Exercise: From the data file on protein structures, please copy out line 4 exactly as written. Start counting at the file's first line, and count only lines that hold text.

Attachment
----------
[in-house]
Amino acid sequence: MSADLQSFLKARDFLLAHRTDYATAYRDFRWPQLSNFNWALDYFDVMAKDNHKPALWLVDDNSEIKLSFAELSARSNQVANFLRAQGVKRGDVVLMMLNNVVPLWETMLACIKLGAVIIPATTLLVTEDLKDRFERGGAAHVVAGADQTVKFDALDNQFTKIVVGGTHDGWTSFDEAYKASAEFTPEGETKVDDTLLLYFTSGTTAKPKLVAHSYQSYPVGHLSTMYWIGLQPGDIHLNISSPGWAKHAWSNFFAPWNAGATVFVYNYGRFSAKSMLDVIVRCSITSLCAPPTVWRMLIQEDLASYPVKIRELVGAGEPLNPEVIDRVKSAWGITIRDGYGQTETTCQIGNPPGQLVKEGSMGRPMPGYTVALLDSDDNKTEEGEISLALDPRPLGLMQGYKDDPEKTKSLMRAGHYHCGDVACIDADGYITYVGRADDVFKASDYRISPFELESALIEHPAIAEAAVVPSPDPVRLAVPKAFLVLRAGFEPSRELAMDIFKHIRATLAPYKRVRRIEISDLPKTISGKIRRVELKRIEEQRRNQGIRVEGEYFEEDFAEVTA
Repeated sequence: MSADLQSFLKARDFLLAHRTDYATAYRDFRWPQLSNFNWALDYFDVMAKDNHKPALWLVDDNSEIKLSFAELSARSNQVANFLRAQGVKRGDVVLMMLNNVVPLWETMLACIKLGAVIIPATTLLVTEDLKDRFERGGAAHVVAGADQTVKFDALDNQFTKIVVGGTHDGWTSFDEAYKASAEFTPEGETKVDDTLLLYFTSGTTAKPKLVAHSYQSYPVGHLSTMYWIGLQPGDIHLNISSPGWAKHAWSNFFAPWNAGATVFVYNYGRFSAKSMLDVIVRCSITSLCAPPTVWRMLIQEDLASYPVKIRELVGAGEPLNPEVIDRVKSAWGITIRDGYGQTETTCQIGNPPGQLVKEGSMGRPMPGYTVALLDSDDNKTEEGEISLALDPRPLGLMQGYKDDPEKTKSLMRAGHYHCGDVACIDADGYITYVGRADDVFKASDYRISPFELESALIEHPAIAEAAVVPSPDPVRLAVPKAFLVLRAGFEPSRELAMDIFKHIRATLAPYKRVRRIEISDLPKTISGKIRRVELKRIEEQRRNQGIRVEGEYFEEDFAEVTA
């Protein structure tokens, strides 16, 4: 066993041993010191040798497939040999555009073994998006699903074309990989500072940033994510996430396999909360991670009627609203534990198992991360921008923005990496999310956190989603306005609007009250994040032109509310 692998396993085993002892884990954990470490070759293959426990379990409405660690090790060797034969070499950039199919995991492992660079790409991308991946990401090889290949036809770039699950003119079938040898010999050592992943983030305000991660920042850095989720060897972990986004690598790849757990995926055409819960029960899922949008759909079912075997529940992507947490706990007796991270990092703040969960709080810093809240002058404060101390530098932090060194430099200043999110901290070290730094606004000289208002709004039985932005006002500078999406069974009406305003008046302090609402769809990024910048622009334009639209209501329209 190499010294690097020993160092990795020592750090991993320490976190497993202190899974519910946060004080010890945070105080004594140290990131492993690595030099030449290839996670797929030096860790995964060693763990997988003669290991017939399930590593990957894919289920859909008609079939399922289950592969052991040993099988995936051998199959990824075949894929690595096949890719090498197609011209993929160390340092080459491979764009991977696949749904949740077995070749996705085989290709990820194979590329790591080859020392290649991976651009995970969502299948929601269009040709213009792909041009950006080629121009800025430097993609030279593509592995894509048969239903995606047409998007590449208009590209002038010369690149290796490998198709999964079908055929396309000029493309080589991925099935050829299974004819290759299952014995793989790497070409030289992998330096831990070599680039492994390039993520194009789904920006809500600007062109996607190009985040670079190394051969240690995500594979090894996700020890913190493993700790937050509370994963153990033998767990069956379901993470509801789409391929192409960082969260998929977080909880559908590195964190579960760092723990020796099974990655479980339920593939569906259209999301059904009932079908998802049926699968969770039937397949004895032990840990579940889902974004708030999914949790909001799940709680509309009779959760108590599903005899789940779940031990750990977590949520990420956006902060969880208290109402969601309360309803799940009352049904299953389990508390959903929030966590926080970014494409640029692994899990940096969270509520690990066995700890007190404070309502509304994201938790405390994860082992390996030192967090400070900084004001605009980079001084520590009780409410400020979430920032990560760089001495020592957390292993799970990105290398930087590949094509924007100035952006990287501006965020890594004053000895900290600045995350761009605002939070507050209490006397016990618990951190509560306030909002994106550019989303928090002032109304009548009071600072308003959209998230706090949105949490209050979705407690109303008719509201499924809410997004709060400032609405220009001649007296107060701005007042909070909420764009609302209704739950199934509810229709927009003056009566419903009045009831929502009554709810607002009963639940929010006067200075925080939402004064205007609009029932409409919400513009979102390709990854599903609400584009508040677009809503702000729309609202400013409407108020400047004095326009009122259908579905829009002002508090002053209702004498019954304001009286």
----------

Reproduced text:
């Protein structure tokens, strides 16, 4: 066993041993010191040798497939040999555009073994998006699903074309990989500072940033994510996430396999909360991670009627609203534990198992991360921008923005990496999310956190989603306005609007009250994040032109509310 692998396993085993002892884990954990470490070759293959426990379990409405660690090790060797034969070499950039199919995991492992660079790409991308991946990401090889290949036809770039699950003119079938040898010999050592992943983030305000991660920042850095989720060897972990986004690598790849757990995926055409819960029960899922949008759909079912075997529940992507947490706990007796991270990092703040969960709080810093809240002058404060101390530098932090060194430099200043999110901290070290730094606004000289208002709004039985932005006002500078999406069974009406305003008046302090609402769809990024910048622009334009639209209501329209 190499010294690097020993160092990795020592750090991993320490976190497993202190899974519910946060004080010890945070105080004594140290990131492993690595030099030449290839996670797929030096860790995964060693763990997988003669290991017939399930590593990957894919289920859909008609079939399922289950592969052991040993099988995936051998199959990824075949894929690595096949890719090498197609011209993929160390340092080459491979764009991977696949749904949740077995070749996705085989290709990820194979590329790591080859020392290649991976651009995970969502299948929601269009040709213009792909041009950006080629121009800025430097993609030279593509592995894509048969239903995606047409998007590449208009590209002038010369690149290796490998198709999964079908055929396309000029493309080589991925099935050829299974004819290759299952014995793989790497070409030289992998330096831990070599680039492994390039993520194009789904920006809500600007062109996607190009985040670079190394051969240690995500594979090894996700020890913190493993700790937050509370994963153990033998767990069956379901993470509801789409391929192409960082969260998929977080909880559908590195964190579960760092723990020796099974990655479980339920593939569906259209999301059904009932079908998802049926699968969770039937397949004895032990840990579940889902974004708030999914949790909001799940709680509309009779959760108590599903005899789940779940031990750990977590949520990420956006902060969880208290109402969601309360309803799940009352049904299953389990508390959903929030966590926080970014494409640029692994899990940096969270509520690990066995700890007190404070309502509304994201938790405390994860082992390996030192967090400070900084004001605009980079001084520590009780409410400020979430920032990560760089001495020592957390292993799970990105290398930087590949094509924007100035952006990287501006965020890594004053000895900290600045995350761009605002939070507050209490006397016990618990951190509560306030909002994106550019989303928090002032109304009548009071600072308003959209998230706090949105949490209050979705407690109303008719509201499924809410997004709060400032609405220009001649007296107060701005007042909070909420764009609302209704739950199934509810229709927009003056009566419903009045009831929502009554709810607002009963639940929010006067200075925080939402004064205007609009029932409409919400513009979102390709990854599903609400584009508040677009809503702000729309609202400013409407108020400047004095326009009122259908579905829009002002508090002053209702004498019954304001009286």